Safe Frame of Mind
I truly believe that safety is and individuals perceptive frame of mind. Why? Would you stick your hand in a freshly brewed pot of coffee to see if it’s done? Of course not, no sooner than you would go bobbing for apples in a vat of hot grease, because you know that in either case there is an immediate guaranty that you will get burnt, there will be pain, and you may end up with a nasty scar. In general, I think that everyone has been burnt by coffee and has more than likely been spattered with hot grease while cooking. That is actual physical knowledge that plays a strong part in not wanting to do either of these previously mentioned tasks. Long term organ damage related to solvents and solvent based materials is not something that can be readily grasp, because we can’t see it, or feel it, and its not immediate. Then there are those old schoolers that have endured through the ages using all kinds of nasty stuff that are healthy and vibrant as can be. So is safety just a big crapshoot, or a spin at the roulette table…maybe that’s a factor, but then again there’s no guaranty.
Safety is also a matter of personal comfort, which is also related to perception. When you climb on that wooden pallet, being hoisted in the air by a forklift, there is a certain amount of comfort and trust that you assume, or you would never think of doing such a thing. A quick check of the pallet to see if its sturdy enough to hold you, and a lot of trust in the forklift operator that he or she knows what they are doing and won’t make any sudden actions that may cause you to loose balance and fall off your lofty perch. Things like this are done every day in our big world. Not everyone has the money or resources for a certified bucket truck with all the associated safety gear, so they use what they have at hand to get the job done. Doesn’t mean that safety is not on their mind, just means they are comfortable in their own abilities and believe they can get the task done in a safe manner with what they have.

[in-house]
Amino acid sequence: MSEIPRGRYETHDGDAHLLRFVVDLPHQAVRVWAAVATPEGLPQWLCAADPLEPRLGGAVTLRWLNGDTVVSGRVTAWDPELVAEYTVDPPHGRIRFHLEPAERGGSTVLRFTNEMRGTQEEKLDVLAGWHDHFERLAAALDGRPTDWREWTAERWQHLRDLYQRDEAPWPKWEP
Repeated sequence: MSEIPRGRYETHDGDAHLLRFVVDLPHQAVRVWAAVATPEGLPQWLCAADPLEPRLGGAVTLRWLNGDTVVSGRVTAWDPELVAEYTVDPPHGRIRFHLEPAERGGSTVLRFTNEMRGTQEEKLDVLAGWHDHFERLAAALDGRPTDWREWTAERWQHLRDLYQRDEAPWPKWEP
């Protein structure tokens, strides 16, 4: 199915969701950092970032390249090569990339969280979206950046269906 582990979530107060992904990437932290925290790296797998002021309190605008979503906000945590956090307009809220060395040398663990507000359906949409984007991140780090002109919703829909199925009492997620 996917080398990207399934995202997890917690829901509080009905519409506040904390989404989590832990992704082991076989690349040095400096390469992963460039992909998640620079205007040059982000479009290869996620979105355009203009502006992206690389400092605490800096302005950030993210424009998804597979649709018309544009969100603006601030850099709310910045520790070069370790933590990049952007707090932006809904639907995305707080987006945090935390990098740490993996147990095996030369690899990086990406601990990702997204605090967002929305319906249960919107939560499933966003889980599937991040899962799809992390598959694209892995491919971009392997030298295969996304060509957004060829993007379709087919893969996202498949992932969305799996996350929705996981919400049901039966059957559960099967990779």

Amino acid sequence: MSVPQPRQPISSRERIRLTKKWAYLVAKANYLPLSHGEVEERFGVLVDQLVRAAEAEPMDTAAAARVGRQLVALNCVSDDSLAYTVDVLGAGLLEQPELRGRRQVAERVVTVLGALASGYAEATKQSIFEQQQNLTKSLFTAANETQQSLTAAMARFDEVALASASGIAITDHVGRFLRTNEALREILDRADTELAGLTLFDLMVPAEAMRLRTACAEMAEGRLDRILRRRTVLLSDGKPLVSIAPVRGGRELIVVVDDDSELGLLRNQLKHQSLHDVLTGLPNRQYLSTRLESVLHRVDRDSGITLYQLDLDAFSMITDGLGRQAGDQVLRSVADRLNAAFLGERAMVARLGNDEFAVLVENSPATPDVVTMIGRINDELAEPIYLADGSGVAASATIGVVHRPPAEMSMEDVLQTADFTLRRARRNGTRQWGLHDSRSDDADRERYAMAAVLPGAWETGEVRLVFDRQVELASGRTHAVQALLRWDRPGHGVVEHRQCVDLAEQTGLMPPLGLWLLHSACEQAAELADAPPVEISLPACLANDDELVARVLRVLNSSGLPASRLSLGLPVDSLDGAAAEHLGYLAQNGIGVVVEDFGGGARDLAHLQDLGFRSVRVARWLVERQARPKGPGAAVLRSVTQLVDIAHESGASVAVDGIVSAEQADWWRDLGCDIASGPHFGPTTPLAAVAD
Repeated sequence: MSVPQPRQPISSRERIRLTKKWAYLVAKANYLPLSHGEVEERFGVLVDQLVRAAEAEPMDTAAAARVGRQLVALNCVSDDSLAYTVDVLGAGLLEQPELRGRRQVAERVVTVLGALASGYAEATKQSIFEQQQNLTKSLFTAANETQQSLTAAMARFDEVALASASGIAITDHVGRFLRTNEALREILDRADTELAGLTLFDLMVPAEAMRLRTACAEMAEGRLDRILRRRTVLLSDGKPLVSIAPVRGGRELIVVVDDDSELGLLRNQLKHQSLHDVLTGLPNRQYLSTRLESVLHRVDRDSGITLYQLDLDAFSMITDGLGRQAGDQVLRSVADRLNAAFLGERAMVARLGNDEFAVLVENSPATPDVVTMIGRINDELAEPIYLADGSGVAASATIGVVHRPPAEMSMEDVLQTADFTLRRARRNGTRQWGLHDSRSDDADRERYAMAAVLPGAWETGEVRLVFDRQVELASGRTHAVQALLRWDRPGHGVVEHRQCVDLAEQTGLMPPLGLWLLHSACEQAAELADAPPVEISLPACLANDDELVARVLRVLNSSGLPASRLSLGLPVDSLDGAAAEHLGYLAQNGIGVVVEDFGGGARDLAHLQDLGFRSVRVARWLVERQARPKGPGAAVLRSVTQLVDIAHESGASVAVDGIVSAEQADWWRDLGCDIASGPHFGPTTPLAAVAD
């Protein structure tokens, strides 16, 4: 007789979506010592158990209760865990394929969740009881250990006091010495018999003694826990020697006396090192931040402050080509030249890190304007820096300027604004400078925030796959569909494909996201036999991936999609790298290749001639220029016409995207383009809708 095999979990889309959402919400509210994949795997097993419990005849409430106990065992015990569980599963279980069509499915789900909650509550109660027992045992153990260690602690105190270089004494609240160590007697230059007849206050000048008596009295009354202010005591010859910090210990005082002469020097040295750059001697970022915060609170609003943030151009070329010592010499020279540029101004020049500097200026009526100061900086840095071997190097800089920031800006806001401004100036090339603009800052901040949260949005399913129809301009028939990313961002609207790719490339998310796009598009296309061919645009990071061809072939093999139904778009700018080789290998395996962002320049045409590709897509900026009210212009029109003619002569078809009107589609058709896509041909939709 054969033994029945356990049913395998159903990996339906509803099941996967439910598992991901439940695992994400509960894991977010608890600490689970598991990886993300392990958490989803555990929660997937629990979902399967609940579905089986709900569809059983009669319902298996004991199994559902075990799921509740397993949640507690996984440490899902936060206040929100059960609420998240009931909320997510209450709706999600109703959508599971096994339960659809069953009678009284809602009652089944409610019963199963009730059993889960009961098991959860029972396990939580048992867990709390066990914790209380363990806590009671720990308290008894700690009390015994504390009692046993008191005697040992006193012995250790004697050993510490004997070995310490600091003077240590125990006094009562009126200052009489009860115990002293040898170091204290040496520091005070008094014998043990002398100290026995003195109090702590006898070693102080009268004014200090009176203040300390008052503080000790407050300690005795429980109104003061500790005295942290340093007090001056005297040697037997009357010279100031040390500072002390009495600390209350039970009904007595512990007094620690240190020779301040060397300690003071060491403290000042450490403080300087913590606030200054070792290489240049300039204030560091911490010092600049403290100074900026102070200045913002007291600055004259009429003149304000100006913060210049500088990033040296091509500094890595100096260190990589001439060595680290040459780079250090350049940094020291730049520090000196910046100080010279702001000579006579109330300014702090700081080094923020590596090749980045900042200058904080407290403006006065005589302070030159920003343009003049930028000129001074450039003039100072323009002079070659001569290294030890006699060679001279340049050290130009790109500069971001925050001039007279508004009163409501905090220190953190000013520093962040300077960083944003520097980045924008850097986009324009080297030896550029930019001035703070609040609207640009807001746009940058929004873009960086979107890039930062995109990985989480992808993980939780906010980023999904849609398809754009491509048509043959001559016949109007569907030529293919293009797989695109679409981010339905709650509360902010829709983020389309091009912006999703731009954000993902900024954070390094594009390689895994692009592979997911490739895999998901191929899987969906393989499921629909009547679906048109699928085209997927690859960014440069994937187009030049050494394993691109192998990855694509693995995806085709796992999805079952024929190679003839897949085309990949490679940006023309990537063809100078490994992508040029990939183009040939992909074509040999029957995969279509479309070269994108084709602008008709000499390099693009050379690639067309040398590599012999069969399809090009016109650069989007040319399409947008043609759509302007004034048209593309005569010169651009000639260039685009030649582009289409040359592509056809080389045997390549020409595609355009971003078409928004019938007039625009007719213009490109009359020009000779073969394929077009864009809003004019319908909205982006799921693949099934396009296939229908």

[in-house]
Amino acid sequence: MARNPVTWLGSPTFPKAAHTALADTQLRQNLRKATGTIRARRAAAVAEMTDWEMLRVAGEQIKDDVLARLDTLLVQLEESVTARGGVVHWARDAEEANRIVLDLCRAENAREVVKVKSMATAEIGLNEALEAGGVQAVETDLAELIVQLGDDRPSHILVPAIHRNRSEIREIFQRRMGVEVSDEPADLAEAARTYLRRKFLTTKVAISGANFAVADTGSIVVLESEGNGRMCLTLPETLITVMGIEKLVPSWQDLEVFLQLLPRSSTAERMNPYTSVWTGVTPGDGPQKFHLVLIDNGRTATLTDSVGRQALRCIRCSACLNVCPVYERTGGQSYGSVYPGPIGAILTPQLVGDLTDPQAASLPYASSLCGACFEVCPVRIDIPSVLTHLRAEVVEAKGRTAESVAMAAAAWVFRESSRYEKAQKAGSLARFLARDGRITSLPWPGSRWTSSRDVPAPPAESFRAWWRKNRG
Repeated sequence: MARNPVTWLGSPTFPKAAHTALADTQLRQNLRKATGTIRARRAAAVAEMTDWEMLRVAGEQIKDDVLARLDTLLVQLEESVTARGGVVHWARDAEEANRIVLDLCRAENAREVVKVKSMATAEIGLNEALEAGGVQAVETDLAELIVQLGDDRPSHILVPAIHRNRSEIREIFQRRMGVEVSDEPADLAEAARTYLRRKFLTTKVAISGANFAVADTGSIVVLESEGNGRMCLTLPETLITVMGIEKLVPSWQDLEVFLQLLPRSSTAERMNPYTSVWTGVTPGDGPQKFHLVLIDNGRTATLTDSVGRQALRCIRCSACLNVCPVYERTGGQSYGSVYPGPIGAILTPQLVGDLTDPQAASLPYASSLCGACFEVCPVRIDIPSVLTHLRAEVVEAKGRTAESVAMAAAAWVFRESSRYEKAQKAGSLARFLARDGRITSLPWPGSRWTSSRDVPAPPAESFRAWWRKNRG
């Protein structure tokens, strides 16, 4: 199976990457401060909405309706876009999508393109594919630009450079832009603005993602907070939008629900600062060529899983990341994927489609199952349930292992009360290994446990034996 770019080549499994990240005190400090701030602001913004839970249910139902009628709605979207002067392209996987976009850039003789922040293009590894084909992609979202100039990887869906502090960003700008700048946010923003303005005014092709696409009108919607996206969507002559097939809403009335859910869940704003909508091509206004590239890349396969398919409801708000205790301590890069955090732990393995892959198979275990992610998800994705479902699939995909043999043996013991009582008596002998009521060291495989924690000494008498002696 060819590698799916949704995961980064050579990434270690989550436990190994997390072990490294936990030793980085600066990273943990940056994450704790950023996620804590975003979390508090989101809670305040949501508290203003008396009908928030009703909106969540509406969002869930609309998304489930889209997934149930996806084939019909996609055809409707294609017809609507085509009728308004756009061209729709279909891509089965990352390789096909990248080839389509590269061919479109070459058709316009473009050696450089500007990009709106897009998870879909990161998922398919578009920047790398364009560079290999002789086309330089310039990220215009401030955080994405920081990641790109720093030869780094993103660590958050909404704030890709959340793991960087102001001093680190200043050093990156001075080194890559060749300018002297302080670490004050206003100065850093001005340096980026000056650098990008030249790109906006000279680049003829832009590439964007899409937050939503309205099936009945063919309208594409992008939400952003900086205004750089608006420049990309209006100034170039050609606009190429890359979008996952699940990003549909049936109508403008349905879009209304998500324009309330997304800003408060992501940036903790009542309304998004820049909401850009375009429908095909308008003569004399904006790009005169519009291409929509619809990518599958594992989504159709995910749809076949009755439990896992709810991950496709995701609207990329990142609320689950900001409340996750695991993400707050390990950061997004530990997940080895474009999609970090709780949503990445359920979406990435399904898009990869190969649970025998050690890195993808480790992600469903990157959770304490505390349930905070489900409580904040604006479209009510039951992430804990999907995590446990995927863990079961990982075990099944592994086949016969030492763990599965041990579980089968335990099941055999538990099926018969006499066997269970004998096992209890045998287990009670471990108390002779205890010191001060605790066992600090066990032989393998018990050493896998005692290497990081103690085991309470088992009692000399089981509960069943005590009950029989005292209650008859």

If you are comfortable around paints and their solvents without using gloves and other related safety equipment, it’s a pretty good bet that you have a perception that the risk you are taking is minimal. Just go to a meet and observe people. Some us gloves, some don’t and some use them for certain tasks like airbrushing but then take them off when hand painting or pin striping. It’s interesting to see how many folks still pallet the paint between their fingers, but if they’re comfortable with that it’s their choice.
Finally, one area that should not be forgotten is a safe frame of mind when teaching our children. They are at a much higher risk from toxic exposure because they are still growing, they have a much higher metabolism which means their bodies will absorb and process toxic materials much faster than adults. Their body weight and mass is much smaller which means the toxic material is much more concentrated when processed in their system, and their lungs are much smaller as well which makes them much more susceptible to inhalation hazards. If you think it is hard explaining the need for safety measures to an adult, try explaining these principles to a child. In any event, keep teaching them and make sure they’re having fun, just keep them safe until they are old enough to make their own choices.
To all you folks that I’ve met at various meets, thank you for the kind words and the acknowledgement that you actually read my words…it makes it all worth it! Robin
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